Beliefnet
MOSCOW, Jan 7 (AFP) - Russia shut down Monday for a mixture of religious devotion and outdoor celebrations marking the Orthodox Christmas as President Vladimir Putin hailed the church's efforts to revive Russia's spiritual heritage.

Long shunned under Communism, the January 7 festivity has rapidly regained its former eminence as one of the year's religious high points, and the country's political and cultural elite were out in force at the midnight mass celebrated in Moscow's Christ the Saviour Cathedral.

Three thousand faithful turned out to hear Orthodox patriarch Alexei II lead the ceremony.

Putin chose to spend Christmas eve visiting some of the ancient towns that form part Moscow's Golden Ring and are associated with the foundation of Christianity in Russia and the creation of the Russian state.

He attended a late night service in the Uspensky Cathedral at Vladimir, 250 kilometres (150 miles) east of the capital.

In his Christmas message, the head of state highlighted the church's role in "strengthening, together with ... other traditional religions, the spiritual health of our compatriots, developing patriotism, and promoting civil peace and concord."

Social growth and "the successful achievement of the tasks our country faces will be impossible without this centuries-old domestic spiritual and cultural heritage," the former KGB chief said.

Services were held in most of Russia's 14,000 Orthodox churches and 569 monasteries, both on Sunday and on the feast day itself.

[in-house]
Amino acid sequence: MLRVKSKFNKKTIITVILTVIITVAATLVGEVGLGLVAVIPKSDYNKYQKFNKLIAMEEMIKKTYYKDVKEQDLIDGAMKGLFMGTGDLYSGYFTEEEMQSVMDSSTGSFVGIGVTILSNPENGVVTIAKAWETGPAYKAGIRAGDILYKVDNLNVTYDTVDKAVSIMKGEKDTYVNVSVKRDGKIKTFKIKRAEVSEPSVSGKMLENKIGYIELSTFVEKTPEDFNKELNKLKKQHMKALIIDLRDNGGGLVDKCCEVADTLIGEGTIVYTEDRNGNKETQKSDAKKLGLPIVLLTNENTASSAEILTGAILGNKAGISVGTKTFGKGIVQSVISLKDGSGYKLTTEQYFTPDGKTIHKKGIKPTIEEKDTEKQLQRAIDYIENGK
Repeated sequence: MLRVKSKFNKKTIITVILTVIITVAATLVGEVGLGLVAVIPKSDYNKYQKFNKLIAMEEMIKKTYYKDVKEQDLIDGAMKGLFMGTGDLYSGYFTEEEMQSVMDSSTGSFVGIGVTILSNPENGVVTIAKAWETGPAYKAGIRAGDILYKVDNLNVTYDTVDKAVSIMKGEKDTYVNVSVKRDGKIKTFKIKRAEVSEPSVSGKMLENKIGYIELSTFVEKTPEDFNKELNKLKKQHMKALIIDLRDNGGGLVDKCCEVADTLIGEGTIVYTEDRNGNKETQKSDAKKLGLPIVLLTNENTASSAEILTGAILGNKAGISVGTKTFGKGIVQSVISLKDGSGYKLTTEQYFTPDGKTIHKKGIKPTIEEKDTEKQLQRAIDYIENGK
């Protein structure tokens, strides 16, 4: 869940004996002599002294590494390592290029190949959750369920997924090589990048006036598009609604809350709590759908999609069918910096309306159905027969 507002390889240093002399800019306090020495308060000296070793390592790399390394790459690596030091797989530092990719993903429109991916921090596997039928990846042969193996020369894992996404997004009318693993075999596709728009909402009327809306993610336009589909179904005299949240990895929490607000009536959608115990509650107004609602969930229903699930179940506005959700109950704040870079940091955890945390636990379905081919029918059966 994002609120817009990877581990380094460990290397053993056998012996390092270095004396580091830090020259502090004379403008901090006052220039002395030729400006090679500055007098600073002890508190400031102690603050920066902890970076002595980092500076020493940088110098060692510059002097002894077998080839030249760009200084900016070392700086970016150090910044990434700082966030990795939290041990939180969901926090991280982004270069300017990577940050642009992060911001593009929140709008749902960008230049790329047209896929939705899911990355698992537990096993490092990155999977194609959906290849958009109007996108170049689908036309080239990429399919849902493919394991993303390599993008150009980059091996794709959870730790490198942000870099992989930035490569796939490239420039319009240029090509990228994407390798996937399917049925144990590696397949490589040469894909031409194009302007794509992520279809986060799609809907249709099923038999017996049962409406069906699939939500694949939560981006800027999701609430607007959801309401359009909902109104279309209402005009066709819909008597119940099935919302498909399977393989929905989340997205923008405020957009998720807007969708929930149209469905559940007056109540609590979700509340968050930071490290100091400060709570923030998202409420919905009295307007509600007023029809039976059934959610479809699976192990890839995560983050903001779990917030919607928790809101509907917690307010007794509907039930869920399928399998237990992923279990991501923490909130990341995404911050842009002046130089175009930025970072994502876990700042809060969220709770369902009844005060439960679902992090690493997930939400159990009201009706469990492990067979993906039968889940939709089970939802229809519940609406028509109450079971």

For the great majority of Russians, Christmas is a family affair and many Russians, particularly in the provinces, traditionally spend part of the day outdoors, taking sweets and cakes to neighbours, strolling in what has turned out one of the whitest Christmases in years, or sleighing, tobogganing or watching folk-dancing.

The extreme cold -- temperatures in Moscow plummeted overnight Sunday from close to zero to minus 20 Celsius -- was not expected to deter them from their post-prandial excursion, considered a useful antidote to over-indulgence at the table.

Theoretically Orthodox believers have been fasting since late November, avoiding meat, wine and dairy products, and among the traditional Christmas dishes on which they can be expected to have dined at length are stuffed duck with abricots and prunes, stuffed carp, pig's trotters in aspic, and rice pudding.

There are also a variety of traditional recipes to overcome hangovers, ranging from cold-showers to regular doses of a honey-based concoction.

With the working week due to resume Tuesday, the demand for honey was likely to rise sharply later in the day.

But the celebratory cycle launched on New Year's Eve will not be completed even then.

On January 14, the Russians' Old New Year -- another inheritance from the Julian calendar retained by the Orthodox church when its Catholic and Protestant counterparts opted for the Gregorian in 1582 -- provides another chance for extensive feasting and imbibing.

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